5 December 2013Big Pharma

C5 Forum on Biosimilars: the importance of regulation

At the 3rd C5 Forum on Biosimilars in London on Wednesday, a panel of lawyers and regulatory experts discussed the lie of the land for biosimilars.

Biosimilar Medinical Products Working Party vice-chair Martina Weise defined biosimilars as “therapeutic alternatives to their respective products”, though there is not yet a definitive agreed definition.

Manja Epping, a partner at Taylor Wessing LLP, said that “the process defines the product” with biosimilars - they are not like generic versions of small molecule pharmaceuticals.

Frank Landolt, vice president of IP and Legal at Ablynx, said that by 2016, seven of the top 10 drugs will be biologicals, with a market value of $50 billion. Though at the moment, “in some respects, the market is underdeveloped,” he said.

Legislators want to see more innovative drugs entering the market, but also want more generic competition – somewhat contradictory aims, he said.

In order to balance innovation with generic competition, it is necessary to use patent law to protect the innovators, and regulatory rules to encourage generic competition, Landolt added.

“We have to integrate the patent and regulatory fields,” he said, as both can create bars to entry.

The European Medicines Agency has approved 16 biosimilar drugs since 2006.

The EU has been leading in biosimilar development, however, while “biosimilars are a reality in the EU, [elsewhere] they have acceptance problems,” Weise said.

She cited the “biosimilar-but-not-identical” paradigm – by their nature, biosimilars are not identical to their reference products, unlike generic small molecule drugs which share an active ingredient with their innovator counterparts.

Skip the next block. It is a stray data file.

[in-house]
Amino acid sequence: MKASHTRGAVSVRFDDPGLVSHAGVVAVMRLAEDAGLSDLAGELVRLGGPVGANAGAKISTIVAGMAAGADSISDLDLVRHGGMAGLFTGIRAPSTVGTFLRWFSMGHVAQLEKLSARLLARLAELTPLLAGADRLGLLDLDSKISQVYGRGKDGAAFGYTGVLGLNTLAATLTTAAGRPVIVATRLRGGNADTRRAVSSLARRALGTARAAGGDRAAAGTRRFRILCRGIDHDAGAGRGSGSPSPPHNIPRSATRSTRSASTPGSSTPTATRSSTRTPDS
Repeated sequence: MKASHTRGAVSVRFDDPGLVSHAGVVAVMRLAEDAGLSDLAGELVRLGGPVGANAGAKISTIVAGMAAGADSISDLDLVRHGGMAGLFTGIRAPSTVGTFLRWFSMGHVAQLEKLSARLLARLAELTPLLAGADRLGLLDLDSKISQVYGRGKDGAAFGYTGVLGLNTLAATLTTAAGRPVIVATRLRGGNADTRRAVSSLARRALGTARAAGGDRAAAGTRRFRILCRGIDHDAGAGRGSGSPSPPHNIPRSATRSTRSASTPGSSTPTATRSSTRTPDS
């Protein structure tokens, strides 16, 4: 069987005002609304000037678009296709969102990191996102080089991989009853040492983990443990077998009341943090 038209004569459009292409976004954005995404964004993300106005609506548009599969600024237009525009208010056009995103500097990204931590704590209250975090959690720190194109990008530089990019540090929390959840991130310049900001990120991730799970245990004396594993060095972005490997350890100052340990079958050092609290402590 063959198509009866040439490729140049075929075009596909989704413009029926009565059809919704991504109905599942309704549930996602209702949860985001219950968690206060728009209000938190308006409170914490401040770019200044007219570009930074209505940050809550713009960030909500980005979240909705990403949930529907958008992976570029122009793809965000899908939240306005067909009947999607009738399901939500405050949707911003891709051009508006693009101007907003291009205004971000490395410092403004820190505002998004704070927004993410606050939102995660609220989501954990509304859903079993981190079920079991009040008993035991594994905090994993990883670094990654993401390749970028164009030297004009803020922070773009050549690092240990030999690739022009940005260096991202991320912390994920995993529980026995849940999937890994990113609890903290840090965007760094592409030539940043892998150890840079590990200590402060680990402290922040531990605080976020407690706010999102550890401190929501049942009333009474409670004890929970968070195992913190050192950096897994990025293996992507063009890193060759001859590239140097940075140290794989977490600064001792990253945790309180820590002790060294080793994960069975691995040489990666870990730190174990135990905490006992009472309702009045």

This paradigm also presents uncertainty with naming conventions. Generic drugs share their international nonproprietary names (INNs) with their reference products – with biosimilars, this is not the case.

Some countries have suggested the involvement of the INN programme in identifying biosimilars, though Weise said a brand name and lot number for the biosimilars would be sufficient identifiers.

“Unique INNs would contradict the biosimilar concept,” she said, adding that they may be confusing for physicians and patients.

This could present difficulties when seeking a supplementary protection certificate (SPC) for your biosimilar product, Landolt observed. SPCs for small molecules mention the INN name, so what options are available for securing 15 years of effective patent life for biosimilars?

Different regulatory bodies have different views on how much the biosimilar may differ from the chemical structure of the reference product.

“If you want to make a biosimilar that is slightly different, how different can you be?” Landolt said.

“The issue of the INN is huge in terms of the protection you can get.”

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